Friday, October 26, 2012
America's workforce more lazy than ever
By Mike Ullery
As we approach the first of November, I am reminded that the holiday season is just about here. How can anyone help but be reminded? We are just celebrating Halloween by the calendar, yet retailers are already beginning to inundate us with Christmas ads.
Something that I believe needs mentioned as we approach the holidays is Americans preoccupation with not working.
As most Americans continue throw their arms out of joint patting themselves on the back about how great we are, still attempting to live off of, rather than up to, the reputation and work ethic of our parents and grandparents, what they are really plotting is how to get away from, or out of, work.
My father was a self-employed carpenter. I would like to think that I learned my work ethic from him. His work day began every day at 7:30 a.m. Lunch was from noon until 12:30, not 12:31 p.m. The workday was done at 5 p.m. There were no morning or afternoon breaks. His philosophy was that you did not sit down to work, even if it was more convenient for what you were working on at the time. You should kneel. His concern was that if the person who hired him showed up and saw you sitting, they might get the idea you were not working.
More often than not, Saturday was also a work day, for at least half the day. It was the old make hay while the sun shines rule. What if the weather turned bad? What if jobs dried up? If it rained ... you still worked. It it was 100 degrees or 10 degrees below zero, you still worked. It was your job. It was your responsibility to your family, to your customer and to yourself.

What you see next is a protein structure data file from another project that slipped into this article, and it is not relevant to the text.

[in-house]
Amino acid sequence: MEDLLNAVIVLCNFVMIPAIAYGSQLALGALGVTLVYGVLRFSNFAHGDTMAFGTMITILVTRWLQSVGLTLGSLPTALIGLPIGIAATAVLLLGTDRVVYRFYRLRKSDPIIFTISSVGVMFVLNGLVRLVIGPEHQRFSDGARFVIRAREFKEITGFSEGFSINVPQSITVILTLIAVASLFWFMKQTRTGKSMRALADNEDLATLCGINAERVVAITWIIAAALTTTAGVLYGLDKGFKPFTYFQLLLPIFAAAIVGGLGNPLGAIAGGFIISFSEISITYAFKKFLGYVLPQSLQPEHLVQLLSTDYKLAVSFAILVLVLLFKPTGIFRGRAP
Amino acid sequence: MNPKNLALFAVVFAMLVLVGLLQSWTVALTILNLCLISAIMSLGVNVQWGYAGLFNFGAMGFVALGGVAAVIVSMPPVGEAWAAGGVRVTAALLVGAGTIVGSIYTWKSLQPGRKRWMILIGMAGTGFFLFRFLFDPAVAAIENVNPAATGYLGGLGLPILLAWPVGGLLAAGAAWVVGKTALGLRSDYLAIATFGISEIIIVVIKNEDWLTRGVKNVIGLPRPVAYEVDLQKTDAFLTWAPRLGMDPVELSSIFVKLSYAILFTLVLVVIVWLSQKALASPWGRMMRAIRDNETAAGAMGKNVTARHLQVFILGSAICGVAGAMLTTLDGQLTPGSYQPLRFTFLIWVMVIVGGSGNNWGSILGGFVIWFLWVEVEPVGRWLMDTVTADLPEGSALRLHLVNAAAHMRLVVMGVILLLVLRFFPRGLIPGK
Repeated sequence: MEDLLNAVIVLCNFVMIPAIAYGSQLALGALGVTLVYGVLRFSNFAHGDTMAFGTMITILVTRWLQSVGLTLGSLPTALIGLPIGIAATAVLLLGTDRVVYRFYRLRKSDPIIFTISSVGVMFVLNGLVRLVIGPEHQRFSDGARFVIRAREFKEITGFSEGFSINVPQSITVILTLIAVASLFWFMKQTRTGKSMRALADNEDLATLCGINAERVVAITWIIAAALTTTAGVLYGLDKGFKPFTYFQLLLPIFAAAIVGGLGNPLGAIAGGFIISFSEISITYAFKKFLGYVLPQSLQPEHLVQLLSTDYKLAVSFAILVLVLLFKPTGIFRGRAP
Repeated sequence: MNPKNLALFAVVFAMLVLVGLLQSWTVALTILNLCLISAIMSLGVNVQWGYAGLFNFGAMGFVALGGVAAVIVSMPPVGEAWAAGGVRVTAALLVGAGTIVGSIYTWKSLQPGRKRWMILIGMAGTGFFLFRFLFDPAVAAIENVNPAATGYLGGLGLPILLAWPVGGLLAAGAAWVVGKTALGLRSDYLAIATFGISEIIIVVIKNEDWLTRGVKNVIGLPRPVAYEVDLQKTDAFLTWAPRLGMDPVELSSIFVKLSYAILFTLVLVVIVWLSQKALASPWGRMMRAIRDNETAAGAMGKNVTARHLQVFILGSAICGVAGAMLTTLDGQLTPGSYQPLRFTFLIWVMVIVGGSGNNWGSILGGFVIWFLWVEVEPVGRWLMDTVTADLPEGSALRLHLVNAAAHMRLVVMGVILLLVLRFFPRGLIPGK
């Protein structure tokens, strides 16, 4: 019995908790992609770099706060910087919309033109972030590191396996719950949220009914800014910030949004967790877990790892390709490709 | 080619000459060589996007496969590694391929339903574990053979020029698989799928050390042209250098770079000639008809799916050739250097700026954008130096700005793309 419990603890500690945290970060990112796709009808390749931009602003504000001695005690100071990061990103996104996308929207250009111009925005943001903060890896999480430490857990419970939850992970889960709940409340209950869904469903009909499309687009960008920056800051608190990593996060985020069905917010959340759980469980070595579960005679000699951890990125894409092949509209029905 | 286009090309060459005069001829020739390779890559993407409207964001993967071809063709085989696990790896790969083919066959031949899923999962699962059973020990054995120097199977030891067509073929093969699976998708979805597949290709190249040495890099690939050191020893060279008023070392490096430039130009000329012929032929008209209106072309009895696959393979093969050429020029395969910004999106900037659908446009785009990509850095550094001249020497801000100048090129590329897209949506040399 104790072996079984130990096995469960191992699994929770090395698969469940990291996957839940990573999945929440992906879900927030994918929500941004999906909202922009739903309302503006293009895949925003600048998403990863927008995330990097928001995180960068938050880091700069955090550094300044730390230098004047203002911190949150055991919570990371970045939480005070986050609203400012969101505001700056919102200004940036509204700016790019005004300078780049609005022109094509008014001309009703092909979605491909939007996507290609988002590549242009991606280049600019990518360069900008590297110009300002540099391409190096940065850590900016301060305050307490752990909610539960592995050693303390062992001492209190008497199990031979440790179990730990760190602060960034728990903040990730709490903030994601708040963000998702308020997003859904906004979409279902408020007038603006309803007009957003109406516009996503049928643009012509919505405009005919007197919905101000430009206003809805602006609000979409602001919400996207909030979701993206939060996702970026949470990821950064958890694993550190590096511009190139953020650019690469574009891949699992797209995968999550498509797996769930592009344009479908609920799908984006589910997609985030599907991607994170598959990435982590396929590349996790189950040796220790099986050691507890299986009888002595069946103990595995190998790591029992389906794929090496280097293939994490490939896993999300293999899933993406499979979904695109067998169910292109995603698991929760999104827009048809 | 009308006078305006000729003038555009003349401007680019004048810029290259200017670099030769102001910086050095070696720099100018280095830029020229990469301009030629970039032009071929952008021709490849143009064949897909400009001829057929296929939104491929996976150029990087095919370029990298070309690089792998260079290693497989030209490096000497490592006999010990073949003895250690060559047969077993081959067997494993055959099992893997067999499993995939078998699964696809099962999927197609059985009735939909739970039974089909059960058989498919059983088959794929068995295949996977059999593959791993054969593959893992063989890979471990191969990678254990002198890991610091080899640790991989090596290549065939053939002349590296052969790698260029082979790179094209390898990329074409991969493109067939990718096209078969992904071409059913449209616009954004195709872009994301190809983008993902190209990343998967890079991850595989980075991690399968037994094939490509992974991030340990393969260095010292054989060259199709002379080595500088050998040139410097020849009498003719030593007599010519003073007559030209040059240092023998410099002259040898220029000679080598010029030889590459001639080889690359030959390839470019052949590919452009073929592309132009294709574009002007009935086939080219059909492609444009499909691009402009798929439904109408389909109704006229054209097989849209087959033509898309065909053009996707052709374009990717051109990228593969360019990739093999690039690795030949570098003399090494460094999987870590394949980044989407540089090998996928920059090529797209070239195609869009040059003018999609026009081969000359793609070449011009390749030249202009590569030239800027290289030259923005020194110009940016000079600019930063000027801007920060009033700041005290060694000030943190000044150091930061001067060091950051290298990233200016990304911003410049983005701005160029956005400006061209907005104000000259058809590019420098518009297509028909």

Today, between breaks, holidays and "calling off", the new phrase for skipping out on work, Americans work fewer hours than ever.
One thing that jumps out as glaringly as the Griswold family Christmas tree, is the trend toward making the day before a holiday into a holiday of its own.
Since when is Christmas eve a holiday? Since when is the Wednesday before Thanksgiving a holiday of its own?
These are only two examples of things that I observe Americans attempting to weasel into yet another day off work. Or, if not a day off, one in which they leave early.
Unless it falls on a Saturday or Sunday, December 24th is just another day. There is no reason in the world for anyone to have to make special plans for the day before Thanksgiving or the day before Memorial Day.
People argue that they have things to do. There are preparations to make for the holiday. You know what? I don't care.
My parents' generation, and their parents' generation, worried that their obligation to their employer might not be done. They worried that the time off would mean less money for the family. Of course today's Americans have that part figured out, they want the day off with pay.
Americans wonder why our economy is failing. There are, of course, a number of factors. Could one of the reasons possibly be that employers aren't making enough money to do all the things employees demand, such as health care and paid vacations because the general work ethic of today's work force just doesn't work as efficiently or with the same sense of pride as our forefathers?